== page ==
Hanna Holborn Gray Fellow Ananya Hindocha '23
The Hanna Holborn Gray Fellowships offer funded independent research in the humanities. We're highlighting the research of this year's fellows in a series of online profiles.
Ananya Hindocha ’23, Sociology and Political Science
“Queer and Asian in the Bay: A Sociological Examination of Asian American Queer Identity in Immigrant Communities”
Abstract: In an effort to better understand how the intersections of immigrant status, ethnicity, and queerness influence identity, this research project examines the experiences of queer second-generation Asian-Americans in the Bay Area. The project is a sociological examination of the consequences of colonization, migration, and Asian survival in the United States as it relates to queer identity. Throughout the project, I analyze historical data in the form of oral histories, zines, and artwork as well as perform interviews with research participants. Using this data, I trace the origins of the model minority myth and the impacts it has on Asian-American communities. Furthermore, I use this framework to better understand the relationship between Asian identity and queerness, analyzing the view of queerness as a failure to achieve the standards set by the model minority myth. Finally, I use the concepts of assimilation and acculturation to understand the relationship between immigrant parents and second generation Asian-Americans in regard to queerness and cultural values. Overall, this paper is an investigation into this unique intersection and how the relationship between Asian identity and queerness may unravel.
How did you choose your topic?
As a queer Asian and daughter of immigrants, I’ve always grappled with my identity. Growing up in the Bay Area, I felt that my queerness and Asian heritage were always at odds with each other. There was this idea that being queer was a “white thing”, something that only happened because of the Westernization of second generation Asian-Americans. This contradiction has always influenced me and once I started studying sociology, I began to learn all the different ways I could answer these questions and understand the societal forces that created these so-called contradictions. This project is an illustration of the ways in which the personal and academic have merged for me, something I believe is essential to sociology.
Was there anything surprising about the work you did?
Maybe not exactly surprising but one of the most rewarding aspects of my work were my interactions with all the people that I interviewed. Our relationship went past just a researcher and subject. I got to speak with people I had never met that also grew up feeling alone, speaking with them reminded me of how strong and vibrant the queer Asian community really is. Furthermore, many of them spoke about how much this project meant to them, they finally felt heard and understood. I think that speaks to my hope for the future of academics and research, that it continues to uplift and attempt to truly represent and understand diverse communities.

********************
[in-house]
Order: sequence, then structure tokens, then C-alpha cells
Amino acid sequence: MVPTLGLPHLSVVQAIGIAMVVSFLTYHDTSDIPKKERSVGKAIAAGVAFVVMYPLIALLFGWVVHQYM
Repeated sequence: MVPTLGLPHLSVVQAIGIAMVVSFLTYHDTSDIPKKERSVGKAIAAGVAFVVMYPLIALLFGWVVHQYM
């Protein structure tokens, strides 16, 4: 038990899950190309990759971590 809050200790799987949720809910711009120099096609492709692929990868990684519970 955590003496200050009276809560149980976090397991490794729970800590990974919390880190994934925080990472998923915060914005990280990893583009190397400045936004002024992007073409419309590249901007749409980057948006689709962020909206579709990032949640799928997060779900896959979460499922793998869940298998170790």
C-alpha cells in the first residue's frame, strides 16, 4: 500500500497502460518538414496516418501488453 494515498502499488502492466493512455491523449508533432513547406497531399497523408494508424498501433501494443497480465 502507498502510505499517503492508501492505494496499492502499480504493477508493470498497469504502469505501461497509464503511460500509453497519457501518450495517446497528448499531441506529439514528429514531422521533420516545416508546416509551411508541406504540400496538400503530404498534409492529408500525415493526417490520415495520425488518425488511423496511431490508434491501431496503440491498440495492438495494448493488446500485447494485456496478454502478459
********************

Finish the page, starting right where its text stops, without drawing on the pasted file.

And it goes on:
How will you use your research in future studies?
As a senior, I’ll be building off of my project for my sociology thesis. My plan is to expand on the themes I explored in my literature review and interviews. I hope to dive deeper into the impacts of colonialism and the creation of ethnoburbs (ethnic suburbs) and their effect on queer Asian identity. My experience in independent research, specifically within my own community, has really influenced my personal and professional goals. I hope to continue to build on this project and theme in my professional life. My goal is to go into social research or research for organizations to create meaningful change for communities.
The Hanna Holborn Gray Fellowships offer funded independent research in the humanities. Each summer, Bryn Mawr College awards up to 15 students a summer fellowship of $4,500 to undertake an independent research project in the humanities or humanistic social sciences. The research may either be the beginning of the senior thesis or a project that stands alone, but is relevant to their intellectual interests and must be supported by a faculty advisor.